Another day, another budget Android phone. Google’s operating system seems to have taken off in the Indian region as the market is now flooded with Android devices and it shows no signs of slowing down. Karbonn recently announced its A7 smartphone that aims to pack a whole bunch of goodies in a budget. However, as we’ve seen with previous phones we’ve reviewed, there are certain trade offs that users are forced to live with. Does the A7 follow that norm, or is it an exception to the rule? Let’s find out.
Karbonn A7 video review
Design and Build Quality
The Karbonn A7 looks like a device that was heavily ‘inspired’ by HTC’s One Series. In fact, to say that it was inspired may only be an understatement. For the user, though, this is nothing but good news, as low-end Androids have more often than not been cheap plastic devices and the A7 looks nothing like that. The phone has a nice smooth matte white finish at the back and a silver rim surrounding the screen in the front. The 3.5-inch screen is a fingerprint magnet and has a low resolution of 320 x 480 pixels. Below it are three backlit capacitive buttons and one physical button.
Volume rocker on the left
Button mapping is slightly different as the physical button takes you to the Search feature instead of the expected home screen. There’s a VGA front camera included as well. Moving on, the top has a power button and a 3.5-mm headphone jack while the left has only a volume rocker. On the back, you'll find a 5-megapixel camera and a dual LED flash. The microUSB charging slot is located on the bottom edge.
The device weighs 120g and feels sturdy. The A7 easily beats a lot of the devices in its price range as far as design and build are concerned. In fact, it’s got the looks to take on the likes of Android devices that are priced in higher brackets too, making it a benchmark of sorts for competing devices.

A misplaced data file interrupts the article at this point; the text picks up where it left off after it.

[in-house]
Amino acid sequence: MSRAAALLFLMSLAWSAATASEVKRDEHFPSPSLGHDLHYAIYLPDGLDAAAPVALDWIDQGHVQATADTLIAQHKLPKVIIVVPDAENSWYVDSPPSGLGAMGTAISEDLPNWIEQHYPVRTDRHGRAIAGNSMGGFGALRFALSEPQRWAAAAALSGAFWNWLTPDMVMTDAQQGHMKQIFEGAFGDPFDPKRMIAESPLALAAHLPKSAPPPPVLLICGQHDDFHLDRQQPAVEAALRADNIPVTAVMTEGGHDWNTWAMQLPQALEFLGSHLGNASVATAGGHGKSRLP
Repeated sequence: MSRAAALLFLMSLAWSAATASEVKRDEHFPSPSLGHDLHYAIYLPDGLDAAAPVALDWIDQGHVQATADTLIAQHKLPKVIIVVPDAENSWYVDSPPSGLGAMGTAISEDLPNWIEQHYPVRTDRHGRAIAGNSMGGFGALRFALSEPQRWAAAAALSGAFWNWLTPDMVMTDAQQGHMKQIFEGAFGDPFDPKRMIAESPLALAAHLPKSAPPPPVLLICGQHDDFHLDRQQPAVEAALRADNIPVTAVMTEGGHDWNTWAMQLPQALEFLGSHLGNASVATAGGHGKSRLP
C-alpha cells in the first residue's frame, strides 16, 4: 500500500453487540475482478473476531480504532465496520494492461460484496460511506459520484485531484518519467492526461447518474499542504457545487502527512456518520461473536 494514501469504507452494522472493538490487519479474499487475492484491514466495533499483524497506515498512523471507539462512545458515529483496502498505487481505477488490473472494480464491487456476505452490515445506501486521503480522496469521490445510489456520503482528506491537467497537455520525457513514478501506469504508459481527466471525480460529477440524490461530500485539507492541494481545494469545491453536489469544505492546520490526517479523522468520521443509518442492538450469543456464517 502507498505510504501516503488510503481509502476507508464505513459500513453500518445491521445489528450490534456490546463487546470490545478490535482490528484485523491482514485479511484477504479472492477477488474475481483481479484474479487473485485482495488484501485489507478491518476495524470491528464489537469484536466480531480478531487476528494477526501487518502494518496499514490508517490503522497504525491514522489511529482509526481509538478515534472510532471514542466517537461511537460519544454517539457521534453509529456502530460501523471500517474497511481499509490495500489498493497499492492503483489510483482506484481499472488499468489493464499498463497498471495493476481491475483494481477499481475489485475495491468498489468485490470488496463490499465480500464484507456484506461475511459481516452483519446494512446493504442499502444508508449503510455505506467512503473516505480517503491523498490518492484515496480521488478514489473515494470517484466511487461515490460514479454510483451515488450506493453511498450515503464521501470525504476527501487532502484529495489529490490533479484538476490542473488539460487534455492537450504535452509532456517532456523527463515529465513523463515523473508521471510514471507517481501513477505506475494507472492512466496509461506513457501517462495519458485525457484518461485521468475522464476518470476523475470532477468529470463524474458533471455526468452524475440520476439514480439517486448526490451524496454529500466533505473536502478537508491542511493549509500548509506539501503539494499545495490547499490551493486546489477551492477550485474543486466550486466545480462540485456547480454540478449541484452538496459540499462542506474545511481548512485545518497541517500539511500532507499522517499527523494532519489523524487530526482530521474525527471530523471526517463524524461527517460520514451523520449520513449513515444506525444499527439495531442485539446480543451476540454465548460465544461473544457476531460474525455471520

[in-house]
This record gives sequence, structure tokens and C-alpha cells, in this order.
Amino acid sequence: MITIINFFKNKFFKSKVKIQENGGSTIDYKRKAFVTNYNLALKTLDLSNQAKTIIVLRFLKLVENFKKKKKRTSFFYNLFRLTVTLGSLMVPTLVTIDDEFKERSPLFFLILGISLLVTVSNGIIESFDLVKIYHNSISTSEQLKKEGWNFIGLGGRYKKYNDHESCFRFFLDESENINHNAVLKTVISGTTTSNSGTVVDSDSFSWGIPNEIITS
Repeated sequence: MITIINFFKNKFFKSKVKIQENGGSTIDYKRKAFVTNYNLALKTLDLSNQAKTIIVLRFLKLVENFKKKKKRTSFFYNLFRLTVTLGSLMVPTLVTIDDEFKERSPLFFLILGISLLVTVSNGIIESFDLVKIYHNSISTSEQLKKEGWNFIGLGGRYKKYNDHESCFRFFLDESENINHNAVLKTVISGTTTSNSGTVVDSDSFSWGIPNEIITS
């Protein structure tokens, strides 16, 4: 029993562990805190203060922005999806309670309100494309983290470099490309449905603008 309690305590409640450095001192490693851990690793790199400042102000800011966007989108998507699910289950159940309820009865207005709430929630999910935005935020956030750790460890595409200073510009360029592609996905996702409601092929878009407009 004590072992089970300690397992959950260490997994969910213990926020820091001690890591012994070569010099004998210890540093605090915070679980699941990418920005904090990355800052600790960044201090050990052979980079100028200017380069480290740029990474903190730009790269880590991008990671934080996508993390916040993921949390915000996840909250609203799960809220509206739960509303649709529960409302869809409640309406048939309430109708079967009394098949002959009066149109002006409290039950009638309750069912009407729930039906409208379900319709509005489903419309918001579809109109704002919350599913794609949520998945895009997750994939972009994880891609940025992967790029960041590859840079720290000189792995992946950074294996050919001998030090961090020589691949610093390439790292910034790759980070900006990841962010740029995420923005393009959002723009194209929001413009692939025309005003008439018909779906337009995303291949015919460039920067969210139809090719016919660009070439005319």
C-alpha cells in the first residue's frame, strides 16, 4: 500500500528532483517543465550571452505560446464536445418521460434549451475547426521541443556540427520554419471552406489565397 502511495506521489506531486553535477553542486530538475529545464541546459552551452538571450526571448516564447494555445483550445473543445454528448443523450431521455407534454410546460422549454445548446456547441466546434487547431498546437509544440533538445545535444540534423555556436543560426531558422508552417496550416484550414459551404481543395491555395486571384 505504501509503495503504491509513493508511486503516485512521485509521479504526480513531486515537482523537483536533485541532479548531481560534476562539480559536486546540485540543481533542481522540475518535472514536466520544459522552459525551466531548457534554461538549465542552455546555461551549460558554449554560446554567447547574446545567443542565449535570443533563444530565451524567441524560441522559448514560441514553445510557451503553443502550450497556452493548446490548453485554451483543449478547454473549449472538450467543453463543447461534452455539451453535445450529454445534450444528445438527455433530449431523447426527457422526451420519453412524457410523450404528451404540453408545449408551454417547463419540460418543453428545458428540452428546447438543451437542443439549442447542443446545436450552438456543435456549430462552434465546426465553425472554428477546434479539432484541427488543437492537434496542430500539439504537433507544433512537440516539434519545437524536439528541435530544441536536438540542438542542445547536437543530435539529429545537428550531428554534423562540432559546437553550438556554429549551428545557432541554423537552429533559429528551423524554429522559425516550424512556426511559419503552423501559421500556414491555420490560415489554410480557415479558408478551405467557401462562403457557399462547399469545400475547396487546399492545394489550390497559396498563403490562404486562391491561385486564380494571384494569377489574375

Features and Performance
The A7 is powered by an 800 MHz processor and has 512MB of RAM. It runs on Android Gingerbread 2.3.6. Manouvering through the various home screens and menus is pretty smooth and lag-free. Memory intensive games and apps slow down the overall functionality a little though. The interface isn’t too different from the stock ones we’ve seen in the past, but a few tweaks such as power control options in the notifications dropdown, customizable animations and additional widgets give the A7 that extra bit of functionality.
Sub par display
In our benchmark tests, the phone notched up a Linpack Single Thread score of 20.3 and an AnTuTu score of 2232. This was a tad lower than the Andi 4D that we reviewed earlier, which runs on a 1GHz processor.
The media UI doesn’t offer anything particularly unique in terms of looks and file format support. Video format support is limited to H.263, H.264, AVI, 3GP and MP4.1080p and 720p video didn’t play on the device. Music via the headphones is good and the bass has a nice amount of thump. Also worth mentioning is that the inbuilt FM Radio worked pretty well on our train journeys, and the speaker is loud enough to fill a small room.
Heavily inspired by the One Series
The 3.5-inch screen is large enough for personal viewing but the display quality leaves a lot to be desired. Colours appear faded and the screen isn’t particularly bright or sharp. That’s the kind of price-related trade off you’ll have to live with.
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